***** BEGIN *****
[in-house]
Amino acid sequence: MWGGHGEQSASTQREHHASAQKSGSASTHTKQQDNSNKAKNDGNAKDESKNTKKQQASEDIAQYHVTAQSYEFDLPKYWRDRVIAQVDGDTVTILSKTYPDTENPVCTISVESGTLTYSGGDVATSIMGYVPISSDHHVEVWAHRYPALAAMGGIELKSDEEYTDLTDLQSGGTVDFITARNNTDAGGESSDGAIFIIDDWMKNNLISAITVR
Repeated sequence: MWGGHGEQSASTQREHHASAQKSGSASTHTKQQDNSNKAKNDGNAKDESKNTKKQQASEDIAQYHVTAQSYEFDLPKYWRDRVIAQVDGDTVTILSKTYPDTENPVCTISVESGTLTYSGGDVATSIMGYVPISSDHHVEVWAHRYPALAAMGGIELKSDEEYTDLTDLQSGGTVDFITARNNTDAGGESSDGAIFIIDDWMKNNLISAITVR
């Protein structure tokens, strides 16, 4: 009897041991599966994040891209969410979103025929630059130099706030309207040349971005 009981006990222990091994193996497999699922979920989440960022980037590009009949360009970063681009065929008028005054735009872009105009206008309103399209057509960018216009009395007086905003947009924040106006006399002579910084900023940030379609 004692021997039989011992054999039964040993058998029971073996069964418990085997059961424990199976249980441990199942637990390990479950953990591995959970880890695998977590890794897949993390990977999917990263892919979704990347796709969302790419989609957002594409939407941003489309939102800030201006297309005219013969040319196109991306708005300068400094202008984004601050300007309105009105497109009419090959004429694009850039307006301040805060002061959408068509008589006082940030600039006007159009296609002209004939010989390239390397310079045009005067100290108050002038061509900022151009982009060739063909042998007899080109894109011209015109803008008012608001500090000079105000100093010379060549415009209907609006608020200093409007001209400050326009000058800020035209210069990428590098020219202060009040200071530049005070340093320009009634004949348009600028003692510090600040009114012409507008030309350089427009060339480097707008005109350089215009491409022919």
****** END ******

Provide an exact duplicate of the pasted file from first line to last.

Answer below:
[in-house]
Amino acid sequence: MWGGHGEQSASTQREHHASAQKSGSASTHTKQQDNSNKAKNDGNAKDESKNTKKQQASEDIAQYHVTAQSYEFDLPKYWRDRVIAQVDGDTVTILSKTYPDTENPVCTISVESGTLTYSGGDVATSIMGYVPISSDHHVEVWAHRYPALAAMGGIELKSDEEYTDLTDLQSGGTVDFITARNNTDAGGESSDGAIFIIDDWMKNNLISAITVR
Repeated sequence: MWGGHGEQSASTQREHHASAQKSGSASTHTKQQDNSNKAKNDGNAKDESKNTKKQQASEDIAQYHVTAQSYEFDLPKYWRDRVIAQVDGDTVTILSKTYPDTENPVCTISVESGTLTYSGGDVATSIMGYVPISSDHHVEVWAHRYPALAAMGGIELKSDEEYTDLTDLQSGGTVDFITARNNTDAGGESSDGAIFIIDDWMKNNLISAITVR
């Protein structure tokens, strides 16, 4: 009897041991599966994040891209969410979103025929630059130099706030309207040349971005 009981006990222990091994193996497999699922979920989440960022980037590009009949360009970063681009065929008028005054735009872009105009206008309103399209057509960018216009009395007086905003947009924040106006006399002579910084900023940030379609 004692021997039989011992054999039964040993058998029971073996069964418990085997059961424990199976249980441990199942637990390990479950953990591995959970880890695998977590890794897949993390990977999917990263892919979704990347796709969302790419989609957002594409939407941003489309939102800030201006297309005219013969040319196109991306708005300068400094202008984004601050300007309105009105497109009419090959004429694009850039307006301040805060002061959408068509008589006082940030600039006007159009296609002209004939010989390239390397310079045009005067100290108050002038061509900022151009982009060739063909042998007899080109894109011209015109803008008012608001500090000079105000100093010379060549415009209907609006608020200093409007001209400050326009000058800020035209210069990428590098020219202060009040200071530049005070340093320009009634004949348009600028003692510090600040009114012409507008030309350089427009060339480097707008005109350089215009491409022919």